By Jim EllisSept. 24, 2021 — A new University of Mary Washington survey (conducted by Research America, Sept. 7-13; 1,000 total sample 528 likely Virginia gubernatorial election voters, live interview & online) finds Republican Glenn Youngkin (R) leading former Virginia Gov. Terry McAuliffe (D), 48-43 percent, but there are caveats.
While virtually every poll has projected the two candidates recording support percentages in the 40s, this is the first that found the ex-governor and former Democratic National Committee chairman trailing. Two other surveys were also released yesterday, and both of them find results consistent with other pollsters that place both candidates in the 40s, but with McAuliffe holding the advantage.
KAConsulting (Sept. 17-19; 700 likely Virginia voters, live interview), polling for the Presidential Coalition, found McAuliffe topping Youngkin, 46-42 percent. Public Policy Polling (Sept. 17-18; 875 Virginia voters, interactive voice response system) derived an almost identical 45-42 percent McAuliffe ballot test result during a simultaneous time realm.
The Mary Washington study may well be an outlier. While the 48-43 percent margin comes from those describing themselves as likely voters in the Nov. 2 election, when responses from all 1,000 sampled individuals are recorded, the ballot test flips to 43-38 percent in favor of McAuliffe. It is not unusual to see differences when screening for likely voters versus the universe as a whole, but detecting a ten-point swing affecting just one candidate – you will notice McAuliffe scores 43 percent within both groups – raises methodological questions.
The poll becomes even more suspect when seeing that the candidates in the other statewide races, lieutenant governor and attorney general, produce no such GOP swing. In the lieutenant governor’s contest, Republican Winsome Sears has a 47-41 percent lead over Democrat Hala Ayala among likely voters, but the two are dead even at 38 percent support when all respondents are added to the ballot test matrix.
In the AG’s campaign among likely voters, Republican Jason Miyares holds a 46-42 percent edge over incumbent Democrat Mark Herring, but the race flips to 40-37 percent in the attorney general’s favor when all respondents are questioned.
The rather substantial swing toward the Democrats among all recorded responses except for Youngkin’s major sway, suggests outlying, or aberrant data. In most survey research, we see Democrats doing better when the sampling universe is larger but Republicans improving their standing when screening only for likely voters. This usually happens only incrementally, however, and not the large one-way movement we see toward Youngkin in this Mary Washington study.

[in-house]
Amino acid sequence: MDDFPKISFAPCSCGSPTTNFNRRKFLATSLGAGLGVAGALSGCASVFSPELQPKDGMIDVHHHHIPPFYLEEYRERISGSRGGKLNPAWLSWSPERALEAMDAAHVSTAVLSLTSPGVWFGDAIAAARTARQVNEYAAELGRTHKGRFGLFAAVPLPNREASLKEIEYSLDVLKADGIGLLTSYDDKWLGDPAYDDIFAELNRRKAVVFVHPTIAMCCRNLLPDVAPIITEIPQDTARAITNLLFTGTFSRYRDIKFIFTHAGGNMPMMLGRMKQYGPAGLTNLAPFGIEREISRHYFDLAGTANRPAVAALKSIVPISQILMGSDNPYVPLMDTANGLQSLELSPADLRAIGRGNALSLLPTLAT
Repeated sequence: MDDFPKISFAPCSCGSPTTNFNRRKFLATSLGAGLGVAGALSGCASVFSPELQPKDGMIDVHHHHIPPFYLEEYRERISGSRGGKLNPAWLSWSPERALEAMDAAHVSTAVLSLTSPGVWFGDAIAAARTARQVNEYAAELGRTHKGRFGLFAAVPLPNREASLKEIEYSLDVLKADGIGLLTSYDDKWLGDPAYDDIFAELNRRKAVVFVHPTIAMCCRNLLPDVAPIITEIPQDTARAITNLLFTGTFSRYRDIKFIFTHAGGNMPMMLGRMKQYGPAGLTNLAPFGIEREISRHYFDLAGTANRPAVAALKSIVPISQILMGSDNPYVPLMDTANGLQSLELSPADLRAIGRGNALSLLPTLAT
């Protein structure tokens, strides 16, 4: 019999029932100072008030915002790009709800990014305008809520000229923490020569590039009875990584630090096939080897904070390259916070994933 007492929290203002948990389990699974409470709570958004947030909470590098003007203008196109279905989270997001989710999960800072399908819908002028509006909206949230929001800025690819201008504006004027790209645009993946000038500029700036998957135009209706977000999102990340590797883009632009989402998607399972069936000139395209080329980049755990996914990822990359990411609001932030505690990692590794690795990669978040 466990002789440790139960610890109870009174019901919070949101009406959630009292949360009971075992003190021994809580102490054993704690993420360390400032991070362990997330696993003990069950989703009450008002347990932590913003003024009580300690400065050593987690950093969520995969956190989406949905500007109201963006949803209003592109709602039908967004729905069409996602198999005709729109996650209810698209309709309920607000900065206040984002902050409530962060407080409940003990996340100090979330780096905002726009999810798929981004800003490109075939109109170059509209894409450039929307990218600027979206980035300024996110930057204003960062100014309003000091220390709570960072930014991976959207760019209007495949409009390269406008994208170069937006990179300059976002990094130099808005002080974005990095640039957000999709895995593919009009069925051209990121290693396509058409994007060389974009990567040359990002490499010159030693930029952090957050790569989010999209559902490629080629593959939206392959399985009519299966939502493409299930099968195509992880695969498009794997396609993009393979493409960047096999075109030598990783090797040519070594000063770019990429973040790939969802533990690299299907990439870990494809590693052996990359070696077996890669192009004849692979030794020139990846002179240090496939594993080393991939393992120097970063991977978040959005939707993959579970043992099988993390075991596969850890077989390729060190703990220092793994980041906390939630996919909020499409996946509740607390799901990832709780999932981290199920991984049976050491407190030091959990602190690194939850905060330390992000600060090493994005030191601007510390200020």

Another oddity is the likely voter sample cell contains substantially more males than females. In this case, 54 percent of the likely voters are men. This contrasts with the entire sampling universe that breaks 51-49 percent in favor of women. Men tend to be more conservative in this modern political era, which helps explains Youngkin’s surge within the likely voter segment.
The generic question relating to control of the House of Delegates, the only legislative chamber up for election with the governor in 2021, also suggests that the unusually higher ratio of men to women among likely voters is leading to a better Republican result. Among the likely election participants, 50 percent would favor Republicans controlling the House of Delegates versus 43 percent who prefer the Democrats. Again, when all respondents’ answers are added to the totals, we see a tie at 43 percent between the generic Democrats and Republicans.
The Mary Washington poll seems to have enough abnormalities to suggest disregarding the pro-Youngkin result. Though this survey will likely become a tool for the Youngkin campaign, the state of the race is likely more accurately captured by the pollsters projecting McAuliffe to be holding a slight lead, even though he rarely reaches the 50 percent plateau. Even the lesser numbers for Youngkin, however, when compared to McAuliffe suggests that the Republican is a viable challenger in a difficult state for this party. While his upset prospects are realistic, such an end result is not likely probable.